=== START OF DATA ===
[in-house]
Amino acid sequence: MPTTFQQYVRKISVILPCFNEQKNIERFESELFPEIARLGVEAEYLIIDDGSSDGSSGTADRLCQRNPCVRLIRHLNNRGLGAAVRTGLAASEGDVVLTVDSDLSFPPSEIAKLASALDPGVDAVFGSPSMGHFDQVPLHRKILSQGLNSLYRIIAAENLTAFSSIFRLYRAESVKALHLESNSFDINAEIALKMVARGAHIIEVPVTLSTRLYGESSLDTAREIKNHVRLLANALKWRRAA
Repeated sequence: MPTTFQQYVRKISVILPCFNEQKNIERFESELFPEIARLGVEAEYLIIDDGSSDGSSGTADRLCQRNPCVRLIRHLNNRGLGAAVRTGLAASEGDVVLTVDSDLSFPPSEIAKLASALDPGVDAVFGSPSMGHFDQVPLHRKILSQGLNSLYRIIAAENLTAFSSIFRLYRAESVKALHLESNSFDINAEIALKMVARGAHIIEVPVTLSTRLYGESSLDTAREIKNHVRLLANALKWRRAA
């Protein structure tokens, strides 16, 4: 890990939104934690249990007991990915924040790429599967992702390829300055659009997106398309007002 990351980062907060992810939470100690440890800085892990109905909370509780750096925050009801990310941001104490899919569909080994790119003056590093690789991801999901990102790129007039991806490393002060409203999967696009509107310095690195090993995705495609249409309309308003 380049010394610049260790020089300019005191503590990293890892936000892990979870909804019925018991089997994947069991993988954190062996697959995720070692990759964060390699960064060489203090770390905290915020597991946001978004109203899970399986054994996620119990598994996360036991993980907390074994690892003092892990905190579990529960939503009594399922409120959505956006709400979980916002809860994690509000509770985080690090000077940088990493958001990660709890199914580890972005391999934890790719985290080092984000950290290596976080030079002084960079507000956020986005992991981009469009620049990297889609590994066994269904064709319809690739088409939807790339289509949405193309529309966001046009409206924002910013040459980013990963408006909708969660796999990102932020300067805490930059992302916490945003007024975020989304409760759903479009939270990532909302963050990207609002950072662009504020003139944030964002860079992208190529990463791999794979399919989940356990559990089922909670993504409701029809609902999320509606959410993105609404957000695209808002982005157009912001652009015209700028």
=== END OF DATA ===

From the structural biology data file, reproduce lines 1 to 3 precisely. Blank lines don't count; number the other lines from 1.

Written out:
[in-house]
Amino acid sequence: MPTTFQQYVRKISVILPCFNEQKNIERFESELFPEIARLGVEAEYLIIDDGSSDGSSGTADRLCQRNPCVRLIRHLNNRGLGAAVRTGLAASEGDVVLTVDSDLSFPPSEIAKLASALDPGVDAVFGSPSMGHFDQVPLHRKILSQGLNSLYRIIAAENLTAFSSIFRLYRAESVKALHLESNSFDINAEIALKMVARGAHIIEVPVTLSTRLYGESSLDTAREIKNHVRLLANALKWRRAA
Repeated sequence: MPTTFQQYVRKISVILPCFNEQKNIERFESELFPEIARLGVEAEYLIIDDGSSDGSSGTADRLCQRNPCVRLIRHLNNRGLGAAVRTGLAASEGDVVLTVDSDLSFPPSEIAKLASALDPGVDAVFGSPSMGHFDQVPLHRKILSQGLNSLYRIIAAENLTAFSSIFRLYRAESVKALHLESNSFDINAEIALKMVARGAHIIEVPVTLSTRLYGESSLDTAREIKNHVRLLANALKWRRAA